The objective of the game is to be the player who surrounds the most territory on the board. Unfortunately, the rules for determining who has won the game, at least according to the accounts of the game that I had read, appear to require one to be competent at playing the game to apply them, since territory surrounded by stones of one color is only counted if that player can be expected to be able to hold on to that territory.
While this somewhat put me off of suggesting this game as an alternative to Monopoly or Cribbage for a pastime at home to other members of my family, recently, I have learned some interesting facts about the game of which I had previously been unware.
A simple way to count the score of each player at the end of the game would be this: any empty spaces on the board which are (considering only orthogonal connections, not diagonal ones, of course) completely surrounded by stones of one color are to be filled with stones of that color. Other empty spaces are left alone. When that is finished, rearrange the stones on the board to make it easier to count them.
This method of counting is known as the Tromp-Taylor method. In can also be used as the basis for understanding the older methods of counting. In those methods, generally, since a group with empty space inside of it may still be subject to being captured, the space in such a group, as well as the stones around that space, are not counted, which makes counting more complicated.
Otherwise, except for including that consideration, the Chinese method is similar to the Tromp-Taylor method, but with what is termed a cutting penalty, or, in modern English-language discussions, a group tax. Since it takes two open holes to keep a group alive on the board, for each unit of connected stones, leave two empty spaces when filling up the empty space.
The ancient Chinese method, still used in Japan, instead involves counting all the empty space in units of stones, but only the empty space. This can still be done by re-arranging stones; simply remember which spaces were empty in each individual group, and fill them while taking off or using the other stones. But with this method, every stone captured is also added to a player's score, so this means one has to take the pieces of the opposite color one has captured, count off as many stones of one's own color, and add them to the board to be counted.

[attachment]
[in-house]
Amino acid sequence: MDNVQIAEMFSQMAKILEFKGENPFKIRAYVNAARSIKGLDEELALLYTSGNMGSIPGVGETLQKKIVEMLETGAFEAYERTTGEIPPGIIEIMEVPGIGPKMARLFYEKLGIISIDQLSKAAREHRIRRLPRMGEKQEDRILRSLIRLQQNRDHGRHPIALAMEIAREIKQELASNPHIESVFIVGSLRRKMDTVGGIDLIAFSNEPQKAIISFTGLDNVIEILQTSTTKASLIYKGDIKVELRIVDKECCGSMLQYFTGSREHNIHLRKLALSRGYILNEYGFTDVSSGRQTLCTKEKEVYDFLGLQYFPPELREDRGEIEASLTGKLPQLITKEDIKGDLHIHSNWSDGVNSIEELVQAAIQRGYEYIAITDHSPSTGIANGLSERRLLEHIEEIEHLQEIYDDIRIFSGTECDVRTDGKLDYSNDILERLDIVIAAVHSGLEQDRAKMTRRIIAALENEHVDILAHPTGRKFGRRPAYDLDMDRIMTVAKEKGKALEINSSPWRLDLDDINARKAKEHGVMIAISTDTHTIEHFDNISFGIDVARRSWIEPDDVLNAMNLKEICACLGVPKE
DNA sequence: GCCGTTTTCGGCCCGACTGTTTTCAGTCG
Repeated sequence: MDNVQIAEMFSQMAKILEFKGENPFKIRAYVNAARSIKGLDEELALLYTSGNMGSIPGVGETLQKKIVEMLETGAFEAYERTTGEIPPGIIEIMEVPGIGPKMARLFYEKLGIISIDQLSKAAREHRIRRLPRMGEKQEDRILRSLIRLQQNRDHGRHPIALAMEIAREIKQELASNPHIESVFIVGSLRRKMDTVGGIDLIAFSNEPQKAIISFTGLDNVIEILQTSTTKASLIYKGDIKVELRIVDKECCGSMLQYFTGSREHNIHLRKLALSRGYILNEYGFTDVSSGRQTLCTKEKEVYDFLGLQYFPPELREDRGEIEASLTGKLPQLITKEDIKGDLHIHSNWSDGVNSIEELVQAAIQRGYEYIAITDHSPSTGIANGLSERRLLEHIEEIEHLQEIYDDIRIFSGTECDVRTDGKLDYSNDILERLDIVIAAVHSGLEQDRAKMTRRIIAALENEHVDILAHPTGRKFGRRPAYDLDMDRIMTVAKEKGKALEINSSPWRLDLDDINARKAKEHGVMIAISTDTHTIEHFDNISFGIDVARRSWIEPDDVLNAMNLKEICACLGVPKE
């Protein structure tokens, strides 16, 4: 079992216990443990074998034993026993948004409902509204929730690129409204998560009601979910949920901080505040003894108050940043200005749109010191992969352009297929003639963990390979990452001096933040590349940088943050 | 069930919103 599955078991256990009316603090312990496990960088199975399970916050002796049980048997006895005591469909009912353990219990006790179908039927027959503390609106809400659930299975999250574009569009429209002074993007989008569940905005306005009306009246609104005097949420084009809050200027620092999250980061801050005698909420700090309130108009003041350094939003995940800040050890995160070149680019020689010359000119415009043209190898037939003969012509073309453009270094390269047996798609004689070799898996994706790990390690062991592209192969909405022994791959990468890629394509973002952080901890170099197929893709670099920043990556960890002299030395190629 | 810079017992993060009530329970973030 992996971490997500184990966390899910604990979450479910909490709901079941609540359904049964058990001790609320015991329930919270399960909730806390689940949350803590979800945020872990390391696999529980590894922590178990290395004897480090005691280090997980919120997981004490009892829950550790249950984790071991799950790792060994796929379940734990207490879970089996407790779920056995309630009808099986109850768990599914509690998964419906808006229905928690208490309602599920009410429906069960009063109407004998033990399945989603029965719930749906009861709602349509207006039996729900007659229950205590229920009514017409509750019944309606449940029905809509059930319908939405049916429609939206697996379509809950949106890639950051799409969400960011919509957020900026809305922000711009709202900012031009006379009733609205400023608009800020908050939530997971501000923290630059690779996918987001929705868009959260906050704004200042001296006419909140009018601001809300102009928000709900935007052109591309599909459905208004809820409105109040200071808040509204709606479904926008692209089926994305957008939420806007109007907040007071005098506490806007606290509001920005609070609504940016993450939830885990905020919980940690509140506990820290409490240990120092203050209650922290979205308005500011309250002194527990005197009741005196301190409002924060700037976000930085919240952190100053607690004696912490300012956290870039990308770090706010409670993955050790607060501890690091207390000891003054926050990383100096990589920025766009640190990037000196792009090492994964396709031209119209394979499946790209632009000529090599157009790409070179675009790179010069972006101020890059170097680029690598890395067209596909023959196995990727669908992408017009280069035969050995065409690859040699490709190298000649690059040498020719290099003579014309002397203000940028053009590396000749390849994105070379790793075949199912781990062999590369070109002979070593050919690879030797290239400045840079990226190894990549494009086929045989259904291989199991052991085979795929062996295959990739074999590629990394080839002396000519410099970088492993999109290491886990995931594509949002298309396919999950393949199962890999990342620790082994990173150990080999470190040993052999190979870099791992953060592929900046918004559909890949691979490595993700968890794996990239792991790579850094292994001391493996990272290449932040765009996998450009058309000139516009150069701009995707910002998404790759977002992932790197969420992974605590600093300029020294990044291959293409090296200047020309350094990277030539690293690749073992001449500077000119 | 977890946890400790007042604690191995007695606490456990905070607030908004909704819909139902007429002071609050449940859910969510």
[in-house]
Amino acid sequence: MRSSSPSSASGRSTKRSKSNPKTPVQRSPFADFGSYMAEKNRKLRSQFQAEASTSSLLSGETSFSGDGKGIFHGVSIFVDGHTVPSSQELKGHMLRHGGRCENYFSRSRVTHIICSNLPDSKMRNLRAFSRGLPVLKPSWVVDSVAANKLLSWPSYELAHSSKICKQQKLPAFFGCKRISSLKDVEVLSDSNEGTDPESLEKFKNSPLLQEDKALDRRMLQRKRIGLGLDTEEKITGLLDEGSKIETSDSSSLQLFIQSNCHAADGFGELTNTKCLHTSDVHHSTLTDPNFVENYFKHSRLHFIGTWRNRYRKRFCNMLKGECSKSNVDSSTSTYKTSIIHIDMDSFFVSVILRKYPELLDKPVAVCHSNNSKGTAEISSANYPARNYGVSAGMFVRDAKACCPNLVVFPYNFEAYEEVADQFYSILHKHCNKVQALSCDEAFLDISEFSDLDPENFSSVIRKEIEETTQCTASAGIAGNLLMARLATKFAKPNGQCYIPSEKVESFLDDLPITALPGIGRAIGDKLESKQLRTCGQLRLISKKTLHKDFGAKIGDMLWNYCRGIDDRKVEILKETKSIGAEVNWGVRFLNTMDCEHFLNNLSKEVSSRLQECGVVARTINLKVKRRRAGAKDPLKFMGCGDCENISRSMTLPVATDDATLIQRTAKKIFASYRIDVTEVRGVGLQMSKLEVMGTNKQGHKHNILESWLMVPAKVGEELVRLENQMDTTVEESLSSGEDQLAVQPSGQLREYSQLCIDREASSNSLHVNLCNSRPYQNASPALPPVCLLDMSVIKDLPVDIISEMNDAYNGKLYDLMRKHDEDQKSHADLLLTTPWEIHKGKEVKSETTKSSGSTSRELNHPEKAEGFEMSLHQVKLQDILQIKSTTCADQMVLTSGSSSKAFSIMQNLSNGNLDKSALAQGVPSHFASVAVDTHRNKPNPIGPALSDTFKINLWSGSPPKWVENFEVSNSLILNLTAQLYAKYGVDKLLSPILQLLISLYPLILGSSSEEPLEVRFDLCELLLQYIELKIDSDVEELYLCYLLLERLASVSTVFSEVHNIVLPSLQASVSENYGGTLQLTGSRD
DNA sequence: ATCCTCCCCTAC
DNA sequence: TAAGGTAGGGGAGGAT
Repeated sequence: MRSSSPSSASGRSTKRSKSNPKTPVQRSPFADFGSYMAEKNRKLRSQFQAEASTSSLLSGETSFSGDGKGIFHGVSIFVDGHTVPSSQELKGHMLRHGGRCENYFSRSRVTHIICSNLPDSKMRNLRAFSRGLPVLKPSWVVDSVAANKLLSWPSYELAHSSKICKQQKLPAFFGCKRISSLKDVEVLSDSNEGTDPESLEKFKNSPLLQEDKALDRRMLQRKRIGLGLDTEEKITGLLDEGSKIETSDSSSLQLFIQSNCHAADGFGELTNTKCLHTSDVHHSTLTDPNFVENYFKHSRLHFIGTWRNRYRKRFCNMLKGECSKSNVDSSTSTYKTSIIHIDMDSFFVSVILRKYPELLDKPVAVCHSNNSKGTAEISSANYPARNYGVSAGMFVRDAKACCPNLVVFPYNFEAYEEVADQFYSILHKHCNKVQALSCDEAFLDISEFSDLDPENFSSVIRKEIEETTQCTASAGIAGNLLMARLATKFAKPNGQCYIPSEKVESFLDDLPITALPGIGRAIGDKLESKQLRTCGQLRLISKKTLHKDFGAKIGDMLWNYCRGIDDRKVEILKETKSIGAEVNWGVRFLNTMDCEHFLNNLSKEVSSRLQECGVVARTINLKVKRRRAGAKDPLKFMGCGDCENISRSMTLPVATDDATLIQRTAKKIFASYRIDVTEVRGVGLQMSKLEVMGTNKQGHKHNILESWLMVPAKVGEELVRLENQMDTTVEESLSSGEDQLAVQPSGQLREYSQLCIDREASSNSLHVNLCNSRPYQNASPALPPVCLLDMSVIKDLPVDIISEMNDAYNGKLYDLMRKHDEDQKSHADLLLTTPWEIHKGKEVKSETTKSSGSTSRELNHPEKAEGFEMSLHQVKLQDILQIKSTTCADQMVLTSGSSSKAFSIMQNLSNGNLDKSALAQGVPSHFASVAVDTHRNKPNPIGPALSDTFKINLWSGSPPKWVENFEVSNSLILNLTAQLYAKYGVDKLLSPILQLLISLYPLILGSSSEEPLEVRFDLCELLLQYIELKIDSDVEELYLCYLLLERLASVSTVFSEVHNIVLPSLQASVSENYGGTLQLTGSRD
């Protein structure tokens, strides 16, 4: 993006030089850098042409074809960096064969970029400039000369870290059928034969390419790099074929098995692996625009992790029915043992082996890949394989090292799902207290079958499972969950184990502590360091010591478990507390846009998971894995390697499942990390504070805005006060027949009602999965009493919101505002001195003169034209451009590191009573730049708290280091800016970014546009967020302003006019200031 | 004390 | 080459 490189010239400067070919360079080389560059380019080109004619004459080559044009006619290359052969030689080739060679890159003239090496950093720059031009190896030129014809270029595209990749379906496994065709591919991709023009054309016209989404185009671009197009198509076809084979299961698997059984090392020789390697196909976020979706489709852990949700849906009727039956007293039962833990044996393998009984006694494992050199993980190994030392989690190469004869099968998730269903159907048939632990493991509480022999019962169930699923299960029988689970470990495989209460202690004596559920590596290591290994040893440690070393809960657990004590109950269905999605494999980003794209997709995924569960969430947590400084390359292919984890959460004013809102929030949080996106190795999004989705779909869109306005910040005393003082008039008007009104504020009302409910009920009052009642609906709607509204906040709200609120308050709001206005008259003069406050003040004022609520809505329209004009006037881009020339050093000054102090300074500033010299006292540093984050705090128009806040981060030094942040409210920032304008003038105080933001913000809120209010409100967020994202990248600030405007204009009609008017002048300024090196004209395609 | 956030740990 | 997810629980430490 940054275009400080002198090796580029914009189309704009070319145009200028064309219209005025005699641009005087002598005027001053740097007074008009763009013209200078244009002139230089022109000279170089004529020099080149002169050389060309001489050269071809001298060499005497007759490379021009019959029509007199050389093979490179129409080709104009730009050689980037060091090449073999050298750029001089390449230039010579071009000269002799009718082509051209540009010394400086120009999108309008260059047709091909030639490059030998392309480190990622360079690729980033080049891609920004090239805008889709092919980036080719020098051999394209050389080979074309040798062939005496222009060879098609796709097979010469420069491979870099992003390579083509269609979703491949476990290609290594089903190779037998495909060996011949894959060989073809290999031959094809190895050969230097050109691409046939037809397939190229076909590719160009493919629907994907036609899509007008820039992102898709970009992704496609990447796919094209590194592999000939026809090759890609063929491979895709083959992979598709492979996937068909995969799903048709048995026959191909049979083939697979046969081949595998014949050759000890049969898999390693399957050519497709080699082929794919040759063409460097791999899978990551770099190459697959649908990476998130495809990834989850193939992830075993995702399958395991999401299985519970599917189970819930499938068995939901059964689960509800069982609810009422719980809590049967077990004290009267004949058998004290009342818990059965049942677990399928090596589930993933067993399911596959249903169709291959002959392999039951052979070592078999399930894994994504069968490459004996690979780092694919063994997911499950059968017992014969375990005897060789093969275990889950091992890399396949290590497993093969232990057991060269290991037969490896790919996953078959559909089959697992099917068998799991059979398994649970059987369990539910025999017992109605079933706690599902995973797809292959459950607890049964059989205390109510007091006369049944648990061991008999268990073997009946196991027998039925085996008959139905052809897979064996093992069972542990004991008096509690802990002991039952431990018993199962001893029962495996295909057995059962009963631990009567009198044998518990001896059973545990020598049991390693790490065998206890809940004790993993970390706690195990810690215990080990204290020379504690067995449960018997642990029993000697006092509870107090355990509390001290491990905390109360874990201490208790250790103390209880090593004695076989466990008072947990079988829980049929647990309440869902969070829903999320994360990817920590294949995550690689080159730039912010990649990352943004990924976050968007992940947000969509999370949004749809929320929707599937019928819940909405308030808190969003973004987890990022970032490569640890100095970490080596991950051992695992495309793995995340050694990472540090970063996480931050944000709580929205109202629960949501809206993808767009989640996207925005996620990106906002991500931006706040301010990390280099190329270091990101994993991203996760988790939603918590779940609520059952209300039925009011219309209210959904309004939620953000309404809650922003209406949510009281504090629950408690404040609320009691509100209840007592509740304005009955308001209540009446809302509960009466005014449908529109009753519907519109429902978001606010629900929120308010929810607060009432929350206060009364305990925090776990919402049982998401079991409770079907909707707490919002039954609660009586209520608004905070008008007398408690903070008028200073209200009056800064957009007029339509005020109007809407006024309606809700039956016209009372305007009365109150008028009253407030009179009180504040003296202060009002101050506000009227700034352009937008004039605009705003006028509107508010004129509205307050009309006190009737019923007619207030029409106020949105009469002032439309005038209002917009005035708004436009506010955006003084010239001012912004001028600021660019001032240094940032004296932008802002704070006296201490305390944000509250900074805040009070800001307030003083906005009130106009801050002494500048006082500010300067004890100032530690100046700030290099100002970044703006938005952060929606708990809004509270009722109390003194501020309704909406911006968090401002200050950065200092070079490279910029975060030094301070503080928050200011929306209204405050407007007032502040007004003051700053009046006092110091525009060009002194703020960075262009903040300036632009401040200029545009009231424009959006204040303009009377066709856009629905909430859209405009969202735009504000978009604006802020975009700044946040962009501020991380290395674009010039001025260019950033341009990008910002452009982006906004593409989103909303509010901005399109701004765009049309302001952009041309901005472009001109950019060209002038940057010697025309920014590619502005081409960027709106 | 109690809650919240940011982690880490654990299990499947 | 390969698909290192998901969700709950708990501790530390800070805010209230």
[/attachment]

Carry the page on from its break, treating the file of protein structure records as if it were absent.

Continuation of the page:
The Japanese method has been criticized because it leads to difficulties in a few unusual situations, one being bent four in the corner; a player ends up being penalized for playing the stones that need to be played to prove a group is not subject to attack.
In the traditional Korean game of Sunjang Baduk, the stones on the edge of an area are not counted, but stones not on the edge are counted along with vacant spaces. No credit is given for captured stones.
Although the Japanese rule seems to be the only one criticized for leading to strange situations, there seems to be no consensus that switching to the Chinese rule, or the old Korean one, would fully solve the problem. Or to a modified Chinese rule without the group tax, or even to the simple rule given above as a starting point (since, if there is no penalty for playing stones within one's areas to prove they belong to you, the game can continue until both players agree, so there is no need for an outside authority to determine that an area is subject to capture). Instead, new rules are proposed which involve additional complications; for example, a set of rules called the Ing rules, which are designed to fully address this issue, requires the players to keep their stones in racks so that they can be sure of the exact number of stones they have in their supply.